Welcome to the Freedom Fund’s monthly bulletin designed to bring you new and compelling research from the global anti-slavery movement.
Institutional barriers preventing US survivors from healing and thriving
Polaris presents the findings of the first National Survivor Study, based on 457 survey responses from self-identified survivors of trafficking. The study highlights the exclusion of survivors by the judicial and financial systems, hindering their pursuit of independence. Family courts frequently ruled against survivors in child custody decisions, with 51 percent of respondents who pursued this route losing their case. Mainstream financial systems also posed barriers for survivors, with 10 percent of respondents unable to open a bank account, twice as high as compared to the general US population.
Lack of legal advice and its subsequent effects on survivors
The British Institute of International and Comparative Law and Unseen UK reports on the damaging effects of a lack of access to quality legal advice for survivors of modern slavery in the UK. Drawing on consultations with survivors plus inputs from over 60 other stakeholders, the study explores how timely, trauma-informed legal advice can reduce the number of costly appeals and improve legal outcomes for survivors in immigration, asylum, formal identification and referral procedures.
A worrying decline in victim identification
The United Nations Office on Drugs and Crime (UNODC) issues its latest Global Report on Trafficking in Persons. Using official statistics from 141 countries and summaries of 800 court cases, it reveals a 11 percent decline in the number of detected victims, the first drop in 20 years. Rather than reflecting a real reduction in victimisation, it suggests that covid-19 has potentially pushed trafficking further underground while constraining law enforcement efforts. As new forms of exploitation emerge, boys and men now make up a growing share (40 percent) of detected victims.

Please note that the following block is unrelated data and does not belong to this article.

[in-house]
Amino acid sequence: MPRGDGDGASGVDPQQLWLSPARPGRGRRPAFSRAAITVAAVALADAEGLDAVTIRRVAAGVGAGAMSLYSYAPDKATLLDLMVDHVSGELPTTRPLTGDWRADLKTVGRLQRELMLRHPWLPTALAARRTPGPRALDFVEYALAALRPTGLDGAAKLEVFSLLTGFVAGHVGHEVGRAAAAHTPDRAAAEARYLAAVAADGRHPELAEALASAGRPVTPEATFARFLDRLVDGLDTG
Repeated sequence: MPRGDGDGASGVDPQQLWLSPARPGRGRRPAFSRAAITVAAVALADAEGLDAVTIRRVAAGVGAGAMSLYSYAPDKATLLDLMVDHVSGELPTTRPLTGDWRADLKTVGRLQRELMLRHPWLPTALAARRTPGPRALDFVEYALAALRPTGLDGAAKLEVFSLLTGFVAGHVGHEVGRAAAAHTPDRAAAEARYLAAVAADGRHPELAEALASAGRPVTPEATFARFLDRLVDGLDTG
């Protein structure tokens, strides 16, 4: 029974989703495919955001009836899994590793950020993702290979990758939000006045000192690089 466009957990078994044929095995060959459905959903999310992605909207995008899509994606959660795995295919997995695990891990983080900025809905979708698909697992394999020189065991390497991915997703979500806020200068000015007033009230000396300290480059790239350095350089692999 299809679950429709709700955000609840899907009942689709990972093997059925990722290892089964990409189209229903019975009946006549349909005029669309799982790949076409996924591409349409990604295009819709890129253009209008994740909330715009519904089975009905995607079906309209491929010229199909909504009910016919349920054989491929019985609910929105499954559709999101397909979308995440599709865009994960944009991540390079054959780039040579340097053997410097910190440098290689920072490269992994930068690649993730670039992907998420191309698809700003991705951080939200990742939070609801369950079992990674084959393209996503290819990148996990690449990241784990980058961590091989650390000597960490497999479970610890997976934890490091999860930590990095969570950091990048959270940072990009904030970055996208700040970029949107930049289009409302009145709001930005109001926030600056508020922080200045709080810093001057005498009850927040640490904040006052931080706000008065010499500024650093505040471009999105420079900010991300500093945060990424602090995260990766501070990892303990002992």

Labour intermediaries in Nepal’s adult entertainment sector
The Institute of Development Studies investigates Nepal’s adult entertainment sector (AES) through the perspectives of labour intermediaries. Through observations of activities in AES areas plus 90 interviews, the study argues that indiscriminately labelling these venues as ‘adult entertainment’ and as sites of trafficking leads to marginalisation of these venue owners, workers and labour intermediaries. Instead, it recommends greater inclusion of these parties into the regulated economy and to work constructively with them to promote decent work.
Practical guidance for frontline responders in the ASEAN region
The ASEAN-Australia Counter Trafficking program releases a guide for frontline responders in the region who are involved in assisting and protecting victims of trafficking. Drawing on contributions from 263 experts, the guide emphasises the principle of “do no harm” and respecting survivor’s own assessment of benefits and risks when deciding if and what form of assistance is needed. It also stresses the use of non-coercive practices, such as making access to support not contingent on survivor’s willingness to participate in legal proceedings.
Justice and Care examines the intricate linkages between large-scale migration and trafficking, and the increasing effects of armed conflict and climate change.
Fairtrade launches a new tool to help retailers and suppliers identify potential human rights violations and environmental harm across their global supply chains.
The Association for Women’s Rights in Development critiques the growing trend of Gender Impact Investing (GII), estimated to raise roughly US$ 6 billion per year.
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The Slavery Research Bulletin is produced monthly by the Freedom Fund, a global fund with the sole aim of helping end modern slavery.
Research being featured in this bulletin does not equal endorsement by the Freedom Fund.